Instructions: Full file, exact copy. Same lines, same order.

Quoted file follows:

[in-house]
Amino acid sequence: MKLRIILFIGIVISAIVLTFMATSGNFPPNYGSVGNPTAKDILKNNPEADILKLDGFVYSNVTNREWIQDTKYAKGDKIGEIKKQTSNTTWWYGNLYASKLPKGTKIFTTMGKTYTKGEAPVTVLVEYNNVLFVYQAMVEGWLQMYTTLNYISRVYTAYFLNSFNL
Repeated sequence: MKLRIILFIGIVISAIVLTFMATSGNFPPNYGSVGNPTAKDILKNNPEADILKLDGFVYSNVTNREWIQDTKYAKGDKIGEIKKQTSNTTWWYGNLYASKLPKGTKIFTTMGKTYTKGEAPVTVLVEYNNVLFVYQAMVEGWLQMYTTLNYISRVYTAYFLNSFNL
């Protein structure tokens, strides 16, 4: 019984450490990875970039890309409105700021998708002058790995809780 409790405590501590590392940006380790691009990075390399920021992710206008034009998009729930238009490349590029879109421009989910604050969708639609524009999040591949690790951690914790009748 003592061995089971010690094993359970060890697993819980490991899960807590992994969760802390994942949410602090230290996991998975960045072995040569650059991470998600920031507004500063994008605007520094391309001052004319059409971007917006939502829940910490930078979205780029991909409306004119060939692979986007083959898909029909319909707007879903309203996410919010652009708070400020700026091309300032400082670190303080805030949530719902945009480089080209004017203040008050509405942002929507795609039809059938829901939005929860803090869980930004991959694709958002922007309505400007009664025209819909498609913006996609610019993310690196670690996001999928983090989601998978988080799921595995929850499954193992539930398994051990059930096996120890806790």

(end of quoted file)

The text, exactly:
[in-house]
Amino acid sequence: MKLRIILFIGIVISAIVLTFMATSGNFPPNYGSVGNPTAKDILKNNPEADILKLDGFVYSNVTNREWIQDTKYAKGDKIGEIKKQTSNTTWWYGNLYASKLPKGTKIFTTMGKTYTKGEAPVTVLVEYNNVLFVYQAMVEGWLQMYTTLNYISRVYTAYFLNSFNL
Repeated sequence: MKLRIILFIGIVISAIVLTFMATSGNFPPNYGSVGNPTAKDILKNNPEADILKLDGFVYSNVTNREWIQDTKYAKGDKIGEIKKQTSNTTWWYGNLYASKLPKGTKIFTTMGKTYTKGEAPVTVLVEYNNVLFVYQAMVEGWLQMYTTLNYISRVYTAYFLNSFNL
């Protein structure tokens, strides 16, 4: 019984450490990875970039890309409105700021998708002058790995809780 409790405590501590590392940006380790691009990075390399920021992710206008034009998009729930238009490349590029879109421009989910604050969708639609524009999040591949690790951690914790009748 003592061995089971010690094993359970060890697993819980490991899960807590992994969760802390994942949410602090230290996991998975960045072995040569650059991470998600920031507004500063994008605007520094391309001052004319059409971007917006939502829940910490930078979205780029991909409306004119060939692979986007083959898909029909319909707007879903309203996410919010652009708070400020700026091309300032400082670190303080805030949530719902945009480089080209004017203040008050509405942002929507795609039809059938829901939005929860803090869980930004991959694709958002922007309505400007009664025209819909498609913006996609610019993310690196670690996001999928983090989601998978988080799921595995929850499954193992539930398994051990059930096996120890806790």